And if you stand in a cornfield? Growing corn in monoculture has not actually benefited the farmer, as one might think. Nor has it benefited his land in any way. Instead, it has depleted the farmer's soil, polluted the local ground water and overall health of the community, damaged the biodiversity of the landscape, and impacted the health of all the creatures living on or downstream from the farm. "And not only those creatures, for cheap  corn has also changed, and much for the worse, the lives of several billion food animals, animals that would not be living on factory farms if not for the ocean of corn on which these animal cities float."

Are you starting to get the picture of just how much power the empire of corn has over our entire food supply, environment, and even the planet? Hopefully this will make you think twice about supporting the empire....

However, if you're the corn plant, the story is quite different. "Of all the species that have figured out how to thrive in a world dominated by Homo sapiens, surely no other has succeded more spectacularly - has colonized more acres and bodies - than Zea mays, the grass that domesticated its domesticator."

As I neared the end of the section on corn, I found I had developed a whole new perspective on not just processed food, but our entire food supply. Obviously many of us now know that processed foods are really not very good for us. But I, for one, had not really realized just how much of an impact the food processing industry (aka corn processing industry) has on our environment as well. Consumption of processed foods not only makes us physically unhealthy, but it supports and feeds an industry that is basically destroying our economy and our planet in hidden ways that most people really don't see or understand.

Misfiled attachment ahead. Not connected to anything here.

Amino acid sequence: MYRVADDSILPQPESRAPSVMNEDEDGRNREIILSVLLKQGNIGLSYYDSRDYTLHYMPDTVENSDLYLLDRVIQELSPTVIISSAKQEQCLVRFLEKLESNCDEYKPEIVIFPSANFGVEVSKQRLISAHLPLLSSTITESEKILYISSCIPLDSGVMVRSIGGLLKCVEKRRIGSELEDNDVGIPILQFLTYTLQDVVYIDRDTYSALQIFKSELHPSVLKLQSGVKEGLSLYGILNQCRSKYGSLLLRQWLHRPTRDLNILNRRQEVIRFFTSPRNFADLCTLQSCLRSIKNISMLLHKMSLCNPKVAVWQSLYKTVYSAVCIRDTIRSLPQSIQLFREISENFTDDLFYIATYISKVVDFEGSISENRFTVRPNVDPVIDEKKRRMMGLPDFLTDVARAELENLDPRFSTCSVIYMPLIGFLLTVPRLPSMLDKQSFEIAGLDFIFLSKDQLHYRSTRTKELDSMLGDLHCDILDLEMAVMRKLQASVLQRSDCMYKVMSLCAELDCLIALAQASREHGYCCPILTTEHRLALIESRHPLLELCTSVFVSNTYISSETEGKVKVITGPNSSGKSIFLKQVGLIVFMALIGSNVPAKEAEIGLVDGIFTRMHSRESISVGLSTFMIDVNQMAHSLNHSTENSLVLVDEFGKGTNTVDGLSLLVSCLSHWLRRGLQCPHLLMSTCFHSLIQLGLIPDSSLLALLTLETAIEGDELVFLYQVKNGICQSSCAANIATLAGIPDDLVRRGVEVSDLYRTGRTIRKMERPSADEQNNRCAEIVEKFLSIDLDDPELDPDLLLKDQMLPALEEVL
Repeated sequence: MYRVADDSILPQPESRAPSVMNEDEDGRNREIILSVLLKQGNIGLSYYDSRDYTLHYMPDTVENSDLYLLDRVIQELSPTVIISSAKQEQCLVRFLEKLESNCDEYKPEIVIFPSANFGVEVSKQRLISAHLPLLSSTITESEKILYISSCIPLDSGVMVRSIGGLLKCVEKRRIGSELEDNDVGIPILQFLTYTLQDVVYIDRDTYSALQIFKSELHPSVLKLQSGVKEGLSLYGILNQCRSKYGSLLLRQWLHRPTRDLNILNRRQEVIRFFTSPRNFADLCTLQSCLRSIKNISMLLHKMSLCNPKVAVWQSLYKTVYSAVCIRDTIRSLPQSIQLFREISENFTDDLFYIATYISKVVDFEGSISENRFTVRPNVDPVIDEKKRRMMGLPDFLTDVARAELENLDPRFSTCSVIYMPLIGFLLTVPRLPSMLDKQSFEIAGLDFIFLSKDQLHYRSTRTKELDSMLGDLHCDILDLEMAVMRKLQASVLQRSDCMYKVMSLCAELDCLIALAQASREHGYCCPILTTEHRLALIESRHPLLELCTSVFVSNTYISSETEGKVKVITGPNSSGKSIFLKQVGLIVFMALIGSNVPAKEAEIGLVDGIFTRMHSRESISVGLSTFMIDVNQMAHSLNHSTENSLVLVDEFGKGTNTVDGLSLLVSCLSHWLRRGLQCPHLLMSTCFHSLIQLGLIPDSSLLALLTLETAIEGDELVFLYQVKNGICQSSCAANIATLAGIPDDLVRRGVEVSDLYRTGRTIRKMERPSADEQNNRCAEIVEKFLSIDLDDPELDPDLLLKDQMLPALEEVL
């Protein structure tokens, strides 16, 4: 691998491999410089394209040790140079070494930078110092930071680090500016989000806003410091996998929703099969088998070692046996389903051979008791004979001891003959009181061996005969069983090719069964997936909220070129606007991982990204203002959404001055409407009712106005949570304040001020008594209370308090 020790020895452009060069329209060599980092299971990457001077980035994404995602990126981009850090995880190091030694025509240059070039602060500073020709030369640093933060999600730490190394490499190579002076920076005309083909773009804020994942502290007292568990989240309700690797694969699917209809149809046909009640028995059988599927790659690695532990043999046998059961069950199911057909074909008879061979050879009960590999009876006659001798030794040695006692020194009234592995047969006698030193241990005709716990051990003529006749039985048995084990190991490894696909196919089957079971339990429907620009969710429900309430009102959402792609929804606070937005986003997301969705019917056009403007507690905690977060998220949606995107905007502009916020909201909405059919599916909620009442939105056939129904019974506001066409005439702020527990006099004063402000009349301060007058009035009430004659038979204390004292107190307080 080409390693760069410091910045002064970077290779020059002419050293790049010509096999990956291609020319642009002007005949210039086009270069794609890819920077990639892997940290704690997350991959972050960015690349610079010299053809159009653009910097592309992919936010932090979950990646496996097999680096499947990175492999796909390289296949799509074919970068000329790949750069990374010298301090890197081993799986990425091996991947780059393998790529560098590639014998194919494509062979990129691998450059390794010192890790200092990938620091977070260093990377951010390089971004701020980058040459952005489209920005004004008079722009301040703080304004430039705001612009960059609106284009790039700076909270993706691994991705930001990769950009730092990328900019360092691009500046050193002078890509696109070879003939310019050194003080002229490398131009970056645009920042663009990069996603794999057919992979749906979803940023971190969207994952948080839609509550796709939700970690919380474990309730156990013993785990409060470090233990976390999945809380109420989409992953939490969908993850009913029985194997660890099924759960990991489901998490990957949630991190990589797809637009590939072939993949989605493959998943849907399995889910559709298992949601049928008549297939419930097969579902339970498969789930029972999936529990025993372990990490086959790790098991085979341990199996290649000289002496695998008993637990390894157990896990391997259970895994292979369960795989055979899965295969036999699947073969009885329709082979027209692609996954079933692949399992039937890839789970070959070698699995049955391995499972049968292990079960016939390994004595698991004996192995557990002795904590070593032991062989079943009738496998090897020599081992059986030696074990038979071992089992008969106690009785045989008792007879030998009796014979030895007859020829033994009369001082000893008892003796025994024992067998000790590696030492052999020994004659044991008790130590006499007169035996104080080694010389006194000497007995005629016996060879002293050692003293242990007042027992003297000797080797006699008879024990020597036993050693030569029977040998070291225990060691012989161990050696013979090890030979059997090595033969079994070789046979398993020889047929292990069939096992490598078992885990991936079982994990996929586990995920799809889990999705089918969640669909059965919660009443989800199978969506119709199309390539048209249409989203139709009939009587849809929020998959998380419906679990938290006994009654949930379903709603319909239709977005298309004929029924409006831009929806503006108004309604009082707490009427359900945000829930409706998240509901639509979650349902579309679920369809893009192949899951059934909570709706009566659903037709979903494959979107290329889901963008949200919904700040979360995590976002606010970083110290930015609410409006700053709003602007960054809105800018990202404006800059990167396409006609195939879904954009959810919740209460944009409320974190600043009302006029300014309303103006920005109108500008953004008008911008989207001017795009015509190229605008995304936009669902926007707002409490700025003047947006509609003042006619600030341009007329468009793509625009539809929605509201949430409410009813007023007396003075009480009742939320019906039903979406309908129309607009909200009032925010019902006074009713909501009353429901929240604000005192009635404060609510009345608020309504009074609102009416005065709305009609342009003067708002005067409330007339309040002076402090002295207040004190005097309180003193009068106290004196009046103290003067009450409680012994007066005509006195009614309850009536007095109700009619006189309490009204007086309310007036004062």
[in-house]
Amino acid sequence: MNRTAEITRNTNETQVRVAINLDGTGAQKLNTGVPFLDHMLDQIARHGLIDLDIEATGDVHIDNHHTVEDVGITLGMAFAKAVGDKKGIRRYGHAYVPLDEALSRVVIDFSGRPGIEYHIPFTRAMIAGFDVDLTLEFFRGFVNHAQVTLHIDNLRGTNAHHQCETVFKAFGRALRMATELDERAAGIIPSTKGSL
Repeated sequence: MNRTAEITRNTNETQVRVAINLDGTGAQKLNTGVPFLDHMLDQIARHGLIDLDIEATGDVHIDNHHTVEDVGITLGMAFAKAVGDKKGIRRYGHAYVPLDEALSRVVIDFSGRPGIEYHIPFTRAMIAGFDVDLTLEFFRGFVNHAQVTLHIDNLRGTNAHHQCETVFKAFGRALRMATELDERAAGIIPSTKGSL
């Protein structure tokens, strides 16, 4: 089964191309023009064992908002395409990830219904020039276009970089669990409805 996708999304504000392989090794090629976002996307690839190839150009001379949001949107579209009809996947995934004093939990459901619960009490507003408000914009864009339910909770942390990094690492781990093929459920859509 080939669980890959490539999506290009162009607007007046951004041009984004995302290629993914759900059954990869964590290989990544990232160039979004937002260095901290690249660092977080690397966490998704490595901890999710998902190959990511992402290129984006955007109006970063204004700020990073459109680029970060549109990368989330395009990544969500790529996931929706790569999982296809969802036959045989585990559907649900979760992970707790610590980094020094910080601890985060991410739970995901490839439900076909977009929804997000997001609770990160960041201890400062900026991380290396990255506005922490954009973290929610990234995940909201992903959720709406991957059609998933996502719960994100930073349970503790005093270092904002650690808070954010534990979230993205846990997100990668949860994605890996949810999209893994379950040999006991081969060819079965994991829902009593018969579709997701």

But the empire doesn't care. And there's a good reason for that - which all comes back to us in the end:

As Pollan summarizes, rather hauntingly, "corn has been exempted from the usual rules of nature and economics.... In nature, the population of a species explodes until it exhausts its supply of food; then it crashes. In the market, an oversupply of a commodity depresses prices until either the surplus is consumed or it no longer makes sense to produce any more of it. In corn's case, humans have labored mightily to free it from either constraint, even if that means going broke growing it, and consuming it just as fast as we possibly can."

So what can we do? Is there a hope of ever escaping the empire's grasp? There is - if we take responsibility for our own health and the food we eat. You can opt out of the empire of corn! And it's actually not that difficult. Like anything else, it comes down to the simple choices you make every day. Stay tuned to this blog for more information on opting out!